Fundraising push seeks to bring Afghan thought leaders to safety on UCSC campus

Public donations needed by Sept. 3 to place “visiting scholars” at UC Santa Cruz

A woman wearing a religious head covering standing in an auditorium

This article was updated on Sept. 2nd, 2021.

In response to the dangerous Taliban takeover in Afghanistan, UC Santa Cruz launched an Afghanistan Visiting Scholars Emergency Support Fund on Aug. 27 that has already raised $100,000 in donations. Those funds—and a matching contribution from the Campus Provost and Executive Vice Chancellor’s Office—will support placing at least two at-risk Afghans into visiting scholar appointments at UCSC. 

These placements could help recipients and their families to meet visa requirements for safe entry into the United States. The UC Santa Cruz Foundation Board of Trustees is also offering a new matching contribution of up to $10,000 for additional donations received by midnight, Sept. 3. 

Due to ongoing safety concerns, the university is not disclosing the identities of the people who may become visiting scholars, but they are predominantly at-risk academics, journalists, and activists. 

“The people we’re in communication with have long been thought leaders and beacons of hope in their communities, and now they face urgent danger,” said Campus Provost and Executive Vice Chancellor Lori Kletzer. “We are working as hard as we can to offer support and assistance with the resources and channels available to us as a university.”  

The current fundraising drive would bring in at least one visiting scholar to be placed with UC Santa Cruz’s Center for South Asian Studies and at least one more to be sponsored by the Peggy and Jack Baskin Foundation Presidential Chair in Feminist Studies in partnership with the Human Rights Investigations Lab at the Research Center for the Americas. The university is also actively coordinating on other potential placements that will depend upon whether recipients can safely evacuate from Afghanistan.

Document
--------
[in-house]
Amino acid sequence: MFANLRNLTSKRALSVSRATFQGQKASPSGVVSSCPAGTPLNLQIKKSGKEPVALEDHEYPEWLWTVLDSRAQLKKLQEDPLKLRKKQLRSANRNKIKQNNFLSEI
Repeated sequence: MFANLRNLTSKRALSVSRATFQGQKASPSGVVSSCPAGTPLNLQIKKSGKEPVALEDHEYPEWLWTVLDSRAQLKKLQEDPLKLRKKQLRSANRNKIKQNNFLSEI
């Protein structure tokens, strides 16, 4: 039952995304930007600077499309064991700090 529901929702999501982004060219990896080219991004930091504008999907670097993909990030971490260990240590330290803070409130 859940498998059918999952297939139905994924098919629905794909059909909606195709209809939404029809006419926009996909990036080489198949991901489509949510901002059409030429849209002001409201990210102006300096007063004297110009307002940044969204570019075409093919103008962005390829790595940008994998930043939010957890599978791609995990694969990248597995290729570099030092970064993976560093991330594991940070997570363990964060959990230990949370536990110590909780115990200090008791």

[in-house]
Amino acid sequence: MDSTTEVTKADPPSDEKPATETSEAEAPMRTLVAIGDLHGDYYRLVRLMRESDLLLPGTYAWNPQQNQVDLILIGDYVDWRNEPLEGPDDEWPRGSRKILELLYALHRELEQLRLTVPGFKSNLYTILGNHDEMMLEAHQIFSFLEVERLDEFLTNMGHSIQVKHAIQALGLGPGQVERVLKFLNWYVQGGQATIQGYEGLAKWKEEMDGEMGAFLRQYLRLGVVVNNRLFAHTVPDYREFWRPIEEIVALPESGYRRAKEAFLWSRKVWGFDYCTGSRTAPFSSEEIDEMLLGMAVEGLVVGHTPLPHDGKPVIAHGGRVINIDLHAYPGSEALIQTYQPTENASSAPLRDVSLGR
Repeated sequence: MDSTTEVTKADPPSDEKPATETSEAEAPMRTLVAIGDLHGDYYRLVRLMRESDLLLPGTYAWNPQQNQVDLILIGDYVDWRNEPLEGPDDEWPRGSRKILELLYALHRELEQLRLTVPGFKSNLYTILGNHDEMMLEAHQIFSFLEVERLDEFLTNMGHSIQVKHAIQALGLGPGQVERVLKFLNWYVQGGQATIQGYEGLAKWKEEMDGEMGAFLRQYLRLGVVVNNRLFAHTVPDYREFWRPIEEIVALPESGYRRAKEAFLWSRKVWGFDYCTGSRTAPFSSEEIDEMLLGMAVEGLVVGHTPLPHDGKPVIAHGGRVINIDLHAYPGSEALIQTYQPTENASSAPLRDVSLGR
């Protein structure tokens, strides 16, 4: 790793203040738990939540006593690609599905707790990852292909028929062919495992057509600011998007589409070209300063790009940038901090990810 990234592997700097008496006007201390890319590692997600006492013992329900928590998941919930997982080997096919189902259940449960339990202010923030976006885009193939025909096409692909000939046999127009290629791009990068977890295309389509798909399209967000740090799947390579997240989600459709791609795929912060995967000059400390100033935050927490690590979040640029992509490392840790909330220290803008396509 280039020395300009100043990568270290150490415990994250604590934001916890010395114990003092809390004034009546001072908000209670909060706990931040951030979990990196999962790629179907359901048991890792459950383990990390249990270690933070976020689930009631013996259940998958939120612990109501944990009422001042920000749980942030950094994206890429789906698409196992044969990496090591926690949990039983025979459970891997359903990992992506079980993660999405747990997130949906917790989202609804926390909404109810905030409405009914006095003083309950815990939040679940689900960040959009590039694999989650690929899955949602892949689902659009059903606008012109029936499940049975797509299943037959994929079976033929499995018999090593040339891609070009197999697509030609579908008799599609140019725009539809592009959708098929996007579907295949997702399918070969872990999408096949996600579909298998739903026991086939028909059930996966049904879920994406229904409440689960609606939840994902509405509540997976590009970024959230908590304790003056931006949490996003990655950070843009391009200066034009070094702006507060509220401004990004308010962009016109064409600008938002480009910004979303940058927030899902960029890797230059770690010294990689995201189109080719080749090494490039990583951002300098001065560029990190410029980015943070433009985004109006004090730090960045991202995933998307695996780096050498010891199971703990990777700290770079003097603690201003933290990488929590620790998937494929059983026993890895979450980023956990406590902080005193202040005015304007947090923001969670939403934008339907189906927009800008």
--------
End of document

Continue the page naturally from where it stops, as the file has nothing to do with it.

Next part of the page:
Associate Campus Provost Adrian Brasoveanu has been leading logistical efforts for the campus response. He said the level of support and commitment from UCSC administrators, faculty, staff, students, and the broader community has been phenomenal. 

“This effort came about very quickly, and everyone has been so willing to donate their time and resources,” Brasoveanu said. “People really want to help, and we’ve been working collaboratively as a campus to provide the basic structure to make it all come together.”

UC Santa Cruz aims to provide a supportive community for visiting scholars, where they would be safe and could continue their work. Visiting scholars would bring with them a wealth of experience and knowledge in human rights, women's rights, and contemporary politics in Afghanistan.

Halima Kazem-Stojanovic—an Afghan-American UCSC Feminist Studies doctoral candidate whose research is about women in Afghanistan—worked with a team at San José State University’s Human Rights Institute and UC Berkeley’s Human Rights Center to establish an initiative called Afghanistan Scholars at Risk, which has made connections between Afghan scholars, journalists, activitists and universities across the country, including UC Santa Cruz. She said placements like these are not only lifesaving in the present but also crucial for Afghanistan’s future. 

“We can create environments for academics and journalists and activists to come to the U.S. with dignity and be able to continue to pursue the work that they were doing in a way that documents the history of Afghanistan,” she said. “UCSC would be a great place for them to arrive, take time to process what has happened, and then continue to be incredible advocates for those who have been left behind.”